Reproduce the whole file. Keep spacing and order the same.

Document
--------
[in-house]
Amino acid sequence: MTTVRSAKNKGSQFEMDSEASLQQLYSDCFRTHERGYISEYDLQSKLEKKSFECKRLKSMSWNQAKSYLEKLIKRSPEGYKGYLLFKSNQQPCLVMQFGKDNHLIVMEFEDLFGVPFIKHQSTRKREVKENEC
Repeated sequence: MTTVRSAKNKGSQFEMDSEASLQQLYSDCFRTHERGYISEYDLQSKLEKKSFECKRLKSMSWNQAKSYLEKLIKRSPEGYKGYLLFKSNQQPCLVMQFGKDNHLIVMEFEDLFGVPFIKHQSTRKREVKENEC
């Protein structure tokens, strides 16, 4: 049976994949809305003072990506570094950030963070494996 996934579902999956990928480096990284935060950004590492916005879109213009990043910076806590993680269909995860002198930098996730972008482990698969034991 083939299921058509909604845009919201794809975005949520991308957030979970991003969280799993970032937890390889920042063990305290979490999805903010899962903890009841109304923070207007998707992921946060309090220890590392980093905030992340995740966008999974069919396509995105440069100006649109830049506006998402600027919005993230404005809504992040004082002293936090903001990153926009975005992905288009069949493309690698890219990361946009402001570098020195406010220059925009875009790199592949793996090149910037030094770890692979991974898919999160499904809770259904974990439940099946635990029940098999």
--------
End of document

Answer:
[in-house]
Amino acid sequence: MTTVRSAKNKGSQFEMDSEASLQQLYSDCFRTHERGYISEYDLQSKLEKKSFECKRLKSMSWNQAKSYLEKLIKRSPEGYKGYLLFKSNQQPCLVMQFGKDNHLIVMEFEDLFGVPFIKHQSTRKREVKENEC
Repeated sequence: MTTVRSAKNKGSQFEMDSEASLQQLYSDCFRTHERGYISEYDLQSKLEKKSFECKRLKSMSWNQAKSYLEKLIKRSPEGYKGYLLFKSNQQPCLVMQFGKDNHLIVMEFEDLFGVPFIKHQSTRKREVKENEC
């Protein structure tokens, strides 16, 4: 049976994949809305003072990506570094950030963070494996 996934579902999956990928480096990284935060950004590492916005879109213009990043910076806590993680269909995860002198930098996730972008482990698969034991 083939299921058509909604845009919201794809975005949520991308957030979970991003969280799993970032937890390889920042063990305290979490999805903010899962903890009841109304923070207007998707992921946060309090220890590392980093905030992340995740966008999974069919396509995105440069100006649109830049506006998402600027919005993230404005809504992040004082002293936090903001990153926009975005992905288009069949493309690698890219990361946009402001570098020195406010220059925009875009790199592949793996090149910037030094770890692979991974898919999160499904809770259904974990439940099946635990029940098999």